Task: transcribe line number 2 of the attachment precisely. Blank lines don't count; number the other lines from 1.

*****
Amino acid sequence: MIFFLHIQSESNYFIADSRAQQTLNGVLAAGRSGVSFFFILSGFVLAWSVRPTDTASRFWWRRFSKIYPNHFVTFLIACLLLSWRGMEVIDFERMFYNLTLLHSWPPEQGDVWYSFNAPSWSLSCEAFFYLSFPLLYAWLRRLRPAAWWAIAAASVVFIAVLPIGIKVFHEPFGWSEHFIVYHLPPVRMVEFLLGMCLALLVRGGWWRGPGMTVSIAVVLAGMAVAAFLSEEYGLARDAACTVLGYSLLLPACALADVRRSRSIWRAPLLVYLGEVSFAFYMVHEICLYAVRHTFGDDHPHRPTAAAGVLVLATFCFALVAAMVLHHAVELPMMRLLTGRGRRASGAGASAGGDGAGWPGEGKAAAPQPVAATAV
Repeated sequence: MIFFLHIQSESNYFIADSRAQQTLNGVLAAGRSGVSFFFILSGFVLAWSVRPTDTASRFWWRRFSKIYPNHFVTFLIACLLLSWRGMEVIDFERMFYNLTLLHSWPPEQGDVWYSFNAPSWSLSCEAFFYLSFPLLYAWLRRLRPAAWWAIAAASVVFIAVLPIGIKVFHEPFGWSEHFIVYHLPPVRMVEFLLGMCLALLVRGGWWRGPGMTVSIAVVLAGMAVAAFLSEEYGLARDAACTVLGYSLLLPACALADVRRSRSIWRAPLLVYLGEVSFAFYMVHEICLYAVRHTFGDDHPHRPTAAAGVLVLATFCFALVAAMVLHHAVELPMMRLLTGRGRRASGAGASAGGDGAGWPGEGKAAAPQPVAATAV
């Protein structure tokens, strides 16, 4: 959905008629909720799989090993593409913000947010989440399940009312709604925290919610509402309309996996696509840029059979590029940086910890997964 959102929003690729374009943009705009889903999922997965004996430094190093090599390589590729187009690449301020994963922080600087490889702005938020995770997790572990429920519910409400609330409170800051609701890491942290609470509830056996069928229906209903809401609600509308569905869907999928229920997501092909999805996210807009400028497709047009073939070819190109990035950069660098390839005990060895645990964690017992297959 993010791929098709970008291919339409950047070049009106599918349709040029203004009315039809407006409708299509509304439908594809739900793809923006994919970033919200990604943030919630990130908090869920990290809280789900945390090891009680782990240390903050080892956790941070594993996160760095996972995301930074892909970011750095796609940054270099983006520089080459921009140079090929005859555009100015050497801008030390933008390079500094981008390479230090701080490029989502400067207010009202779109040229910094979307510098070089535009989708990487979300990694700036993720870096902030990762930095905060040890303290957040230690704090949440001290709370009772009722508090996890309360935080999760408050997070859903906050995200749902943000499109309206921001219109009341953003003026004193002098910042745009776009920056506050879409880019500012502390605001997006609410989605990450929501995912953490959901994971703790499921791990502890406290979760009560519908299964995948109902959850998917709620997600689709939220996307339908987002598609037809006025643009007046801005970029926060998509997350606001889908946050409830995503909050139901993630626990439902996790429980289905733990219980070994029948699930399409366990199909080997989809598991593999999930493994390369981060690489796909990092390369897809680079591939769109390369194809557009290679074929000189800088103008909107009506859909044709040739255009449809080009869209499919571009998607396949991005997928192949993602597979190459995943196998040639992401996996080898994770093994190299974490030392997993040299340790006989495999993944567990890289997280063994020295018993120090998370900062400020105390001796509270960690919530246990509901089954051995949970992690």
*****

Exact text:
Repeated sequence: MIFFLHIQSESNYFIADSRAQQTLNGVLAAGRSGVSFFFILSGFVLAWSVRPTDTASRFWWRRFSKIYPNHFVTFLIACLLLSWRGMEVIDFERMFYNLTLLHSWPPEQGDVWYSFNAPSWSLSCEAFFYLSFPLLYAWLRRLRPAAWWAIAAASVVFIAVLPIGIKVFHEPFGWSEHFIVYHLPPVRMVEFLLGMCLALLVRGGWWRGPGMTVSIAVVLAGMAVAAFLSEEYGLARDAACTVLGYSLLLPACALADVRRSRSIWRAPLLVYLGEVSFAFYMVHEICLYAVRHTFGDDHPHRPTAAAGVLVLATFCFALVAAMVLHHAVELPMMRLLTGRGRRASGAGASAGGDGAGWPGEGKAAAPQPVAATAV